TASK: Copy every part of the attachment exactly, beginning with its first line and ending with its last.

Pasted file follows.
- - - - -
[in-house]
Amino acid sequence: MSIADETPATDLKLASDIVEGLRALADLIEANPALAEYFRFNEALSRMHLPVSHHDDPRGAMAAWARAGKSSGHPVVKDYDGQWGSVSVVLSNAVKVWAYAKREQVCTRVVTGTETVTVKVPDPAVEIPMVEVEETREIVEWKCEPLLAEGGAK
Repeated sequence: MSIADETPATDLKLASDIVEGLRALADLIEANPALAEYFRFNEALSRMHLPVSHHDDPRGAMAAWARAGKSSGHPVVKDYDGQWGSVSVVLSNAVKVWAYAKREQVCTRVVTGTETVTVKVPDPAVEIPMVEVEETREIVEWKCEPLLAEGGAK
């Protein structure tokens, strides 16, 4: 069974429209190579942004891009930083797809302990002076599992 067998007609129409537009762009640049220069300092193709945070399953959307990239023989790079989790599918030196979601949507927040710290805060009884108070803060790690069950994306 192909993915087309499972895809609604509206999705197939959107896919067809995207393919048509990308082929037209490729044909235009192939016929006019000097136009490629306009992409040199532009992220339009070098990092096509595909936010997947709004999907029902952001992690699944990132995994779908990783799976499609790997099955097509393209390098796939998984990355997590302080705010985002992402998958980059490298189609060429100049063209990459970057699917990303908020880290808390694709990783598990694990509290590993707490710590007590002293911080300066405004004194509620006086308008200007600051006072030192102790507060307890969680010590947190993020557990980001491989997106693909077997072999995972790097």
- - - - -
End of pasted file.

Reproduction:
[in-house]
Amino acid sequence: MSIADETPATDLKLASDIVEGLRALADLIEANPALAEYFRFNEALSRMHLPVSHHDDPRGAMAAWARAGKSSGHPVVKDYDGQWGSVSVVLSNAVKVWAYAKREQVCTRVVTGTETVTVKVPDPAVEIPMVEVEETREIVEWKCEPLLAEGGAK
Repeated sequence: MSIADETPATDLKLASDIVEGLRALADLIEANPALAEYFRFNEALSRMHLPVSHHDDPRGAMAAWARAGKSSGHPVVKDYDGQWGSVSVVLSNAVKVWAYAKREQVCTRVVTGTETVTVKVPDPAVEIPMVEVEETREIVEWKCEPLLAEGGAK
């Protein structure tokens, strides 16, 4: 069974429209190579942004891009930083797809302990002076599992 067998007609129409537009762009640049220069300092193709945070399953959307990239023989790079989790599918030196979601949507927040710290805060009884108070803060790690069950994306 192909993915087309499972895809609604509206999705197939959107896919067809995207393919048509990308082929037209490729044909235009192939016929006019000097136009490629306009992409040199532009992220339009070098990092096509595909936010997947709004999907029902952001992690699944990132995994779908990783799976499609790997099955097509393209390098796939998984990355997590302080705010985002992402998958980059490298189609060429100049063209990459970057699917990303908020880290808390694709990783598990694990509290590993707490710590007590002293911080300066405004004194509620006086308008200007600051006072030192102790507060307890969680010590947190993020557990980001491989997106693909077997072999995972790097």